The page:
Power Consumption

One of our key conclusions from our Ryzen 9 3950X review is that AMD’s TDP number on the box was now somewhat a blurred line, with the processor instead taking the ‘Package Power Tracking’ or PPT value as its true peak power consumption. This meant that for a processor to have 105 W TDP on the box, the default PPT of 142 W meant that we saw power consumption around 142 W rather than 105 W. One concern going into this review is that AMD would take a similar line with the Zen 2-based Threadripper parts as well.

Both of the TR 3960X and TR 3970X processors have a list box TDP of 280 W, which is a new ‘record’ for high power consumption in a consumer CPU. In the enterprise space we see some specialist processors break the 400W mark, but those CPUs exist in environments with a variety of cooling methods and sound isn’t much of a concern. Conversely, these AMD processors will have to live in a box under someone’s desk, so there has to be a point where the TDP is too much. Last AMD generation was 250W, this one is 280W: if we’re not there already, then this should be a practical limit. AMD of course recommends liquid cooling with a good pump and a big radiator, so anyone buying one of these processors should look into spending at least another $120+ on a good liquid cooling system.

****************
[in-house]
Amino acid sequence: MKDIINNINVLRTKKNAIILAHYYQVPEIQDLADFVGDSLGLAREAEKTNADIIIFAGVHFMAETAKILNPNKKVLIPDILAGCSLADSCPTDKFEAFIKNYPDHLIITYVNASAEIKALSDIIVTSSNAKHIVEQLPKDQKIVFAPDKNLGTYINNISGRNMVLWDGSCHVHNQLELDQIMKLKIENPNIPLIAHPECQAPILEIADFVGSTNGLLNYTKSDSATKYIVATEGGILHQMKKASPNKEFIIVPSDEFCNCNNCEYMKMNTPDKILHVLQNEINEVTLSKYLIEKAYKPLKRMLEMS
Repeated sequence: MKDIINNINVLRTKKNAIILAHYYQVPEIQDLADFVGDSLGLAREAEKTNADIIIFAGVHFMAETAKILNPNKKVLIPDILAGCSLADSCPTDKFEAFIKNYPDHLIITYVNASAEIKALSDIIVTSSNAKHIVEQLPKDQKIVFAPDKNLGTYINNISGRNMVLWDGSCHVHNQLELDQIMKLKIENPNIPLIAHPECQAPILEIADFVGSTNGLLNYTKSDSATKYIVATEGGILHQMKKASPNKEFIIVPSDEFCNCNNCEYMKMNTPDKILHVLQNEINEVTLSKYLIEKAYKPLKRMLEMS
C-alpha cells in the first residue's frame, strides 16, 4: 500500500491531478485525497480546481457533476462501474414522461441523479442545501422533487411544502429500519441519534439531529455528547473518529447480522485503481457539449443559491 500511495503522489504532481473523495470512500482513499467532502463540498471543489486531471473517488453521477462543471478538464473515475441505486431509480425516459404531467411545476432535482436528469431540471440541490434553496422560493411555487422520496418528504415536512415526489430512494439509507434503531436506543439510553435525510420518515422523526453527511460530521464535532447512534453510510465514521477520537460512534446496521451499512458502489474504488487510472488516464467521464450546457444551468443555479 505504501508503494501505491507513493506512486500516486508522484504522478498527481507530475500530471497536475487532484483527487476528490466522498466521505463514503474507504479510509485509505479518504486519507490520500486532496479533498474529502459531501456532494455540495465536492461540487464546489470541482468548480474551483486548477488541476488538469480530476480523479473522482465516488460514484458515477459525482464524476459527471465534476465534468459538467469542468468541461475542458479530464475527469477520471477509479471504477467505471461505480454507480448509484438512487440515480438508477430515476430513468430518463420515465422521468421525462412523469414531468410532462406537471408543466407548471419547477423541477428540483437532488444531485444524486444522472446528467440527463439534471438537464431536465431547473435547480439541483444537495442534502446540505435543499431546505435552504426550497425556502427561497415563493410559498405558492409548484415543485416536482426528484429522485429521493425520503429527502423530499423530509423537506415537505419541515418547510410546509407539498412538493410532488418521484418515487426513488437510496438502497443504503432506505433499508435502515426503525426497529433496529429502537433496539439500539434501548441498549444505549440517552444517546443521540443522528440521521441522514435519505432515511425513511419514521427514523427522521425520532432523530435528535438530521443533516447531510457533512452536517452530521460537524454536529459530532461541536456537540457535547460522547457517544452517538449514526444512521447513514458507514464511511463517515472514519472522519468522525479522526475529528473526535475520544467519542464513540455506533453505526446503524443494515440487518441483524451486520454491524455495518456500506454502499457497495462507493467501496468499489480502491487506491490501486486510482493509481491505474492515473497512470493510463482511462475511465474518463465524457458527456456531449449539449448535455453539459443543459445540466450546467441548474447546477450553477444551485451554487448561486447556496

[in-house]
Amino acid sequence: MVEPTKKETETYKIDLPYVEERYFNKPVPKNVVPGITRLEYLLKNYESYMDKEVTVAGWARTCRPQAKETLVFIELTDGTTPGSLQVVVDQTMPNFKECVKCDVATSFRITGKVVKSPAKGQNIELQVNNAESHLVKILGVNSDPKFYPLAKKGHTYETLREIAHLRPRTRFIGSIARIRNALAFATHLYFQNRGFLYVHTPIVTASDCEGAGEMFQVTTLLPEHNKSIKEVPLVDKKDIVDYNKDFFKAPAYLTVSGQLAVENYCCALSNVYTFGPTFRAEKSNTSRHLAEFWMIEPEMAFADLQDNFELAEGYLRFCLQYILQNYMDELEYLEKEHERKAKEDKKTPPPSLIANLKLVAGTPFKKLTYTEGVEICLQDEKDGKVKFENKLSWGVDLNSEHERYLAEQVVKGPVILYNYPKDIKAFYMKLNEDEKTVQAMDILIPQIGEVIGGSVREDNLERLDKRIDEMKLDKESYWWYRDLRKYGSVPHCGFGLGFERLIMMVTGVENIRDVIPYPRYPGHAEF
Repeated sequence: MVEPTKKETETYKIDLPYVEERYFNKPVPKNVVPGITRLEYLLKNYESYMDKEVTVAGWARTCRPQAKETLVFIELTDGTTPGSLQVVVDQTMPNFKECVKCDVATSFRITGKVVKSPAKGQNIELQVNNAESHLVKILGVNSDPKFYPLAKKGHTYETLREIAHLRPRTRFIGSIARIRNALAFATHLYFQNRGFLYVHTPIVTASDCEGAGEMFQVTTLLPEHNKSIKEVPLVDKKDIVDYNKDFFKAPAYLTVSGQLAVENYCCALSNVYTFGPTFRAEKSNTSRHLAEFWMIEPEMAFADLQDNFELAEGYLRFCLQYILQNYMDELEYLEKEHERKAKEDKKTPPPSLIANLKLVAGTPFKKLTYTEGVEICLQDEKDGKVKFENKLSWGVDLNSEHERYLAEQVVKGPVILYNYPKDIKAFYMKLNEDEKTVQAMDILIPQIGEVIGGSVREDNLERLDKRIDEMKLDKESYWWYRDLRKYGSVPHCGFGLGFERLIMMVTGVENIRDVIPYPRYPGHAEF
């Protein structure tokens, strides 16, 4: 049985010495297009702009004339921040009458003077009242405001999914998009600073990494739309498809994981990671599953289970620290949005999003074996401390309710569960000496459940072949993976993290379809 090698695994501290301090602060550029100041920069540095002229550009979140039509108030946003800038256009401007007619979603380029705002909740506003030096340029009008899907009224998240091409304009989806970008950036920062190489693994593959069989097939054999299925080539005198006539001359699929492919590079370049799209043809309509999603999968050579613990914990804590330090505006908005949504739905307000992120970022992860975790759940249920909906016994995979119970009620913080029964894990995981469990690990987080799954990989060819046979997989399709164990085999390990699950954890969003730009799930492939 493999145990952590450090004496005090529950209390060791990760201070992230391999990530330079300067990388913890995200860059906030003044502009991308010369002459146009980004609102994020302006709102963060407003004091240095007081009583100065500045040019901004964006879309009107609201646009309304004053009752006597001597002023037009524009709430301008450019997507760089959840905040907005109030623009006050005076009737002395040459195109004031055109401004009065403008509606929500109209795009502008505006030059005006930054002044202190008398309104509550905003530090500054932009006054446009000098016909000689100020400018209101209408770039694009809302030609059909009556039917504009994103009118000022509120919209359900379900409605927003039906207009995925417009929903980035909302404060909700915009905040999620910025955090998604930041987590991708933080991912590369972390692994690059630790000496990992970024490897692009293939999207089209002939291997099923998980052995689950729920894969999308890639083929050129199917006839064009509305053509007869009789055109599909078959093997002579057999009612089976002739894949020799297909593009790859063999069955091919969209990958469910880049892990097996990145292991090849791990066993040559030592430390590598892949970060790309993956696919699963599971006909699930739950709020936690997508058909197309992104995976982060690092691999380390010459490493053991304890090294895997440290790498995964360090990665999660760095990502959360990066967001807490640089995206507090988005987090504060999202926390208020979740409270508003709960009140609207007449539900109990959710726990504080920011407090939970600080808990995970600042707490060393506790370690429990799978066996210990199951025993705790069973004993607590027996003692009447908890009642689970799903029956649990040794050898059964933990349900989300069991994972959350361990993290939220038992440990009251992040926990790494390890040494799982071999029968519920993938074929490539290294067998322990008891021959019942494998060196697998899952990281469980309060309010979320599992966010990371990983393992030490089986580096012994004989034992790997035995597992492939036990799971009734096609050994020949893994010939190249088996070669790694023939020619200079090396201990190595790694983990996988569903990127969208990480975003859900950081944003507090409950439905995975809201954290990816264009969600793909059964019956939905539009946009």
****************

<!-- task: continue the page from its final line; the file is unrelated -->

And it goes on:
AMD's Ryzen Master

For our power consumption metrics, we performed our usual testing: using an affinity mask to limit the cores in use, implement a high-powered workload, and then measure the power readings 30 seconds in. We take the power readings from the processor itself, using the internal registers that are designed to regulate how much the processor does a form of turbo but also regulate temperatures and so forth. This method is broadly accurate, assuming the motherboard supports the external reporting of these values, but depending on the processor family it also gives us insights into how much power is being derived from the cores individually and the package as a whole.

Here’s what we get for the 24-core 3960X:

When a single core is active, it consumes ~13.5 watts. This slowly goes down when more cores get loaded, but at 6 cores loaded we are still consuming ~12 watts per core. Even at 16 cores loaded, we’re still around 10 watts per core. This is pretty impressive. At full core loading, we’re fluctuating between 6 and 11 watts per core, as workloads get moved around to manage core loading.